The baseboards are fin-tube and I do get a good flow of water from them when I open the bleed valve. If I bleed it long enough, I can get hot water out. All of the baseboards that are not heating have bleeders on them. The one that is heating has a auto air vent and I have added those to the other baseboards. I t didn't do any good since I wasn't getting air out to begin with. The bleed valves are on the end opposite the shutoff valve. The baseboards for the basement have bleeders where they T off of the main pipe.


IMHO, the best place for them is at the DOWNSTREAM end, where the pipe turns to go down into the floor again
That's where they are but they don't go back to the floor there. They do a 180 and go back under the fins and then 90 down into the floor a couple of inches from where the supply comes out of the floor. Also, since the baseboards are essentially cantilevered off of the supply and return pipes, the end of the baseboard with the bleeder is slightly downhill from the where the water enters the unit. I put a block under it to raise it up.


I'm looking at your pictures to see if you have what are known as 'purge stations', and I don't see any.
The only valves I have is the drain at the bottom of the boiler and the fill valve from the cold water pipe.


Too late now, but 100% counter-productive. By draining, you replaced the water with air, and the air is what you are trying to remove!
Actually, this is the third time I've drained it this month. When I first started it, the air vent on the return shown in one of the pictures was leaking so I had to drain it to replace that. after I filled it up again, the drain valve was leaking so I had to drain it again to replace that. Then I had to replace a leaky air vent on top of the expansion tank. Just to be clear, I did not expect that draining and refilling would exactly fix the problem, but I was surprised that the same baseboard that worked fine before still was good with no bleeding after that.
 
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Old 10-27-09, 02:51 PM
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I found the info below on the web somewhere. Could it be that if the zone valve is not opening all the way I am not getting the needed velocity in the system? I know that at the very least it partially opens because I get heat to one baseboard and I get hot water from the bleed valve if I bleed long eough (6 cups or so). Because of the above, and because the main pipe gets hot all the way around to the return, I assumed that the zone valve was working ok. I'll manually open it when I get home and see if it makes a difference.

Pulling the lever all the way down should FULLY open the valve, correct?

Rocky, I'm not familiar with the scoop tees, only the venturi tees. You need to remember that they work on velocity. Kind of like a plane's wing... you get enough speed, the plane lifts. Same deal with diverter tees. You get enough velocity/flow on the main run and you'll get flow through the branch. Not enough velocity/flow and the heated water won't be diverted through the branch, the heat will stay in the main or at least miss a branch or more.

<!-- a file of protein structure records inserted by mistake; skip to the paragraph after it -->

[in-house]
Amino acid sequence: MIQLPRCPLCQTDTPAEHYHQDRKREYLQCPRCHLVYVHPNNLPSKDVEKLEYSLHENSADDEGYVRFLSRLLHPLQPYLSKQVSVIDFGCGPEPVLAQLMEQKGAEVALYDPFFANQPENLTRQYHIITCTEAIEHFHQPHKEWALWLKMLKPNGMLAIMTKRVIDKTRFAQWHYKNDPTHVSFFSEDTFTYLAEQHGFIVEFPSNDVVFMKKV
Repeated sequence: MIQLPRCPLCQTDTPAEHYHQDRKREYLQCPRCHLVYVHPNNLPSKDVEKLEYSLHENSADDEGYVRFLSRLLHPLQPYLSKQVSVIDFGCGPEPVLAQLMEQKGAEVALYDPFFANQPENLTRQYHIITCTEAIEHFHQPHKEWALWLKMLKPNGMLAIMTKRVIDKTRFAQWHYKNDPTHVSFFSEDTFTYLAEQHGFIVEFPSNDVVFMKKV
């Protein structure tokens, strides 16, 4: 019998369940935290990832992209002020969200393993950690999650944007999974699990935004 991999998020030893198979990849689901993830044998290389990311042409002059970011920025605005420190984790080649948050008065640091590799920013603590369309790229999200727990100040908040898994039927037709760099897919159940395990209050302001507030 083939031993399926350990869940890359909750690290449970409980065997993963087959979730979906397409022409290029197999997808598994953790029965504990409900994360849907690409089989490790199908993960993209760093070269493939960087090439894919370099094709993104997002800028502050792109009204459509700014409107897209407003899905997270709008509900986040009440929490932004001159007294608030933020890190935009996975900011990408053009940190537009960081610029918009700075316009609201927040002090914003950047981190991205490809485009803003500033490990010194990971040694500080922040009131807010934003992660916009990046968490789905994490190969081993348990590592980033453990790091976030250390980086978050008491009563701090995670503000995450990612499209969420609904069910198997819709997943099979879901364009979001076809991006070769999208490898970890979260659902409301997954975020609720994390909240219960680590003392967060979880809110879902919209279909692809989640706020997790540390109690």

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Old 10-27-09, 03:56 PM
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Should I raise the pressure some first?
It will help to raise the pressure... do you know how your FILL-X-TROL system works? If not, read up on that, cuz it's different than the systems that have 'pressure reducing valves' on them. Very basically, those things set the system pressure at whatever the air charge is on the tank. In order to raise the system pressure, you would need to add air to the tank, and then let it back out again and drain off some of the pressure from the drain valve.

If you do that, the procedure is going to be a bit different. You would not want to raise the pressure to say 25 PSI, and then fire the boiler, because the relief valve will spew. If you raise the pressure, you will have to bleed with the boiler OFF.

I thought that was referred to as a single pipe system. My mistake.
It sometimes is, no mistake. I just wanted to be sure we both were talking about the same thing!

Pulling the lever all the way down should FULLY open the valve, correct?
It should... and I guess anything is possible... and this is also the reason that I said to only open one zone at a time when you were bleeding, to get the most velocity through the one zone you were working on.

You say there are valves at each baseboard? I'm gonna ask a question that I have to ask... forgive me... but are you SURE that all the valves are open?
 
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Old 10-27-09, 06:44 PM
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but are you SURE that all the valves are open?
The radiator valves are open. They only turn about 1/4 to 3/8 of a revolution but they turn relativly freely and it's just like the one that IS working and that one definitly turns on and off with about 1/4 turn. I can't move one of the valves but I know that one is open because when I bleed the heck out of it, it eventually gets hot from the supply side.
 
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Old 10-27-09, 06:51 PM
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know that one is open because when I bleed the heck out of it, it eventually gets hot from the supply side.
While I'm not doubting that you are sure it's open, the logic on why so is a bit flawed... here's why:

With monoflo tees, there's nothing to stop the hot water from the main to flow up the return side, if that supply valve is in fact closed. I'm supposing though that you are actually FEELING the hot come up the supply... and this gives me another thought!